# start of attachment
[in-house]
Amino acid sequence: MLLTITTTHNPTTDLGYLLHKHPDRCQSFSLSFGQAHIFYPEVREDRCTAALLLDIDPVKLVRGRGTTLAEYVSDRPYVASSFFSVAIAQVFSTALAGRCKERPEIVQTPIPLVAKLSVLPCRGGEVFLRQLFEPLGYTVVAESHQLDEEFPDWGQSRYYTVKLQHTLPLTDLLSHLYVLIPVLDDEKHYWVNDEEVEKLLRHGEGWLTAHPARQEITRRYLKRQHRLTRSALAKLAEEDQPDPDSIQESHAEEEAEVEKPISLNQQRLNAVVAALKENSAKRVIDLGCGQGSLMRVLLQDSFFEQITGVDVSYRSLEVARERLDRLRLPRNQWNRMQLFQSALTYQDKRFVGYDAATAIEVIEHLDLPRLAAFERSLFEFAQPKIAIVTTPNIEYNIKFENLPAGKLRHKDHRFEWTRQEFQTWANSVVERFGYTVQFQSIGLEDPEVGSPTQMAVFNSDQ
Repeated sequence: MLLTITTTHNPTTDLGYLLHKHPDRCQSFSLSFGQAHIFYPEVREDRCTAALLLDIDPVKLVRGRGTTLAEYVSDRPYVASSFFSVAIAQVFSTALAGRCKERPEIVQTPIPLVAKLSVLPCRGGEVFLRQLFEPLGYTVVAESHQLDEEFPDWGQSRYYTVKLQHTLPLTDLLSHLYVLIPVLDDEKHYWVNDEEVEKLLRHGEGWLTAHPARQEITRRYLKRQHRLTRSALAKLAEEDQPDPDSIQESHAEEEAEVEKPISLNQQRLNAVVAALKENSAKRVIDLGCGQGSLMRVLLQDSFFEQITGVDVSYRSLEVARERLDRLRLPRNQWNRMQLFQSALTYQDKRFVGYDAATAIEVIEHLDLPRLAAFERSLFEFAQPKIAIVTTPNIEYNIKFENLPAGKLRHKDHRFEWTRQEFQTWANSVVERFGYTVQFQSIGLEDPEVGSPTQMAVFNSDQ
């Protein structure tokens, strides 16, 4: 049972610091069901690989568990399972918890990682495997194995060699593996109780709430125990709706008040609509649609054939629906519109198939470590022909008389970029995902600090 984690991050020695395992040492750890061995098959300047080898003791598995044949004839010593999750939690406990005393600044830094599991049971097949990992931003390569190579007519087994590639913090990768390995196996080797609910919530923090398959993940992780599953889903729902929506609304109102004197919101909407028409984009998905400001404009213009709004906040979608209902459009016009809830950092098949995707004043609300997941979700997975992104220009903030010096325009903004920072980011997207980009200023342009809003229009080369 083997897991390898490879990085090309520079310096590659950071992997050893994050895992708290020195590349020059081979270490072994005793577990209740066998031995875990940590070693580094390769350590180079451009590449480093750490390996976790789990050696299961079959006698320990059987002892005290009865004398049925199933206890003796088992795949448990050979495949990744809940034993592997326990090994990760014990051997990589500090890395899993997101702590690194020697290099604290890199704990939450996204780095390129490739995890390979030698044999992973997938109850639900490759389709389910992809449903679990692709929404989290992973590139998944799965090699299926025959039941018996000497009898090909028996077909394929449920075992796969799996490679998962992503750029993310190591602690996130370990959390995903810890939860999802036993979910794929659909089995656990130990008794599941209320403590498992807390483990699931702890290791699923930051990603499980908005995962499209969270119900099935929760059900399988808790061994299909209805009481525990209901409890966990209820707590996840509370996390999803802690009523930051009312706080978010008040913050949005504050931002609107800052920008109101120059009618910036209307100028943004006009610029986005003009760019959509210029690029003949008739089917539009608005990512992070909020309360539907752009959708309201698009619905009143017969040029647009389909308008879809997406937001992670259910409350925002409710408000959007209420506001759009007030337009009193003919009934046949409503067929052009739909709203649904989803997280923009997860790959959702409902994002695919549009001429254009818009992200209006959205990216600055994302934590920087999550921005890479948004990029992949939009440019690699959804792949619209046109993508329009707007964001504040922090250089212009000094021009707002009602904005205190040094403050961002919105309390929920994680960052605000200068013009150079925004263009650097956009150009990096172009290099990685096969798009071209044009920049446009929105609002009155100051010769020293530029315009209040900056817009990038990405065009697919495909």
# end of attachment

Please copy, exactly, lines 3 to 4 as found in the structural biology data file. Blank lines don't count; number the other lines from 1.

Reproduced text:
Repeated sequence: MLLTITTTHNPTTDLGYLLHKHPDRCQSFSLSFGQAHIFYPEVREDRCTAALLLDIDPVKLVRGRGTTLAEYVSDRPYVASSFFSVAIAQVFSTALAGRCKERPEIVQTPIPLVAKLSVLPCRGGEVFLRQLFEPLGYTVVAESHQLDEEFPDWGQSRYYTVKLQHTLPLTDLLSHLYVLIPVLDDEKHYWVNDEEVEKLLRHGEGWLTAHPARQEITRRYLKRQHRLTRSALAKLAEEDQPDPDSIQESHAEEEAEVEKPISLNQQRLNAVVAALKENSAKRVIDLGCGQGSLMRVLLQDSFFEQITGVDVSYRSLEVARERLDRLRLPRNQWNRMQLFQSALTYQDKRFVGYDAATAIEVIEHLDLPRLAAFERSLFEFAQPKIAIVTTPNIEYNIKFENLPAGKLRHKDHRFEWTRQEFQTWANSVVERFGYTVQFQSIGLEDPEVGSPTQMAVFNSDQ
């Protein structure tokens, strides 16, 4: 049972610091069901690989568990399972918890990682495997194995060699593996109780709430125990709706008040609509649609054939629906519109198939470590022909008389970029995902600090 984690991050020695395992040492750890061995098959300047080898003791598995044949004839010593999750939690406990005393600044830094599991049971097949990992931003390569190579007519087994590639913090990768390995196996080797609910919530923090398959993940992780599953889903729902929506609304109102004197919101909407028409984009998905400001404009213009709004906040979608209902459009016009809830950092098949995707004043609300997941979700997975992104220009903030010096325009903004920072980011997207980009200023342009809003229009080369 083997897991390898490879990085090309520079310096590659950071992997050893994050895992708290020195590349020059081979270490072994005793577990209740066998031995875990940590070693580094390769350590180079451009590449480093750490390996976790789990050696299961079959006698320990059987002892005290009865004398049925199933206890003796088992795949448990050979495949990744809940034993592997326990090994990760014990051997990589500090890395899993997101702590690194020697290099604290890199704990939450996204780095390129490739995890390979030698044999992973997938109850639900490759389709389910992809449903679990692709929404989290992973590139998944799965090699299926025959039941018996000497009898090909028996077909394929449920075992796969799996490679998962992503750029993310190591602690996130370990959390995903810890939860999802036993979910794929659909089995656990130990008794599941209320403590498992807390483990699931702890290791699923930051990603499980908005995962499209969270119900099935929760059900399988808790061994299909209805009481525990209901409890966990209820707590996840509370996390999803802690009523930051009312706080978010008040913050949005504050931002609107800052920008109101120059009618910036209307100028943004006009610029986005003009760019959509210029690029003949008739089917539009608005990512992070909020309360539907752009959708309201698009619905009143017969040029647009389909308008879809997406937001992670259910409350925002409710408000959007209420506001759009007030337009009193003919009934046949409503067929052009739909709203649904989803997280923009997860790959959702409902994002695919549009001429254009818009992200209006959205990216600055994302934590920087999550921005890479948004990029992949939009440019690699959804792949619209046109993508329009707007964001504040922090250089212009000094021009707002009602904005205190040094403050961002919105309390929920994680960052605000200068013009150079925004263009650097956009150009990096172009290099990685096969798009071209044009920049446009929105609002009155100051010769020293530029315009209040900056817009990038990405065009697919495909």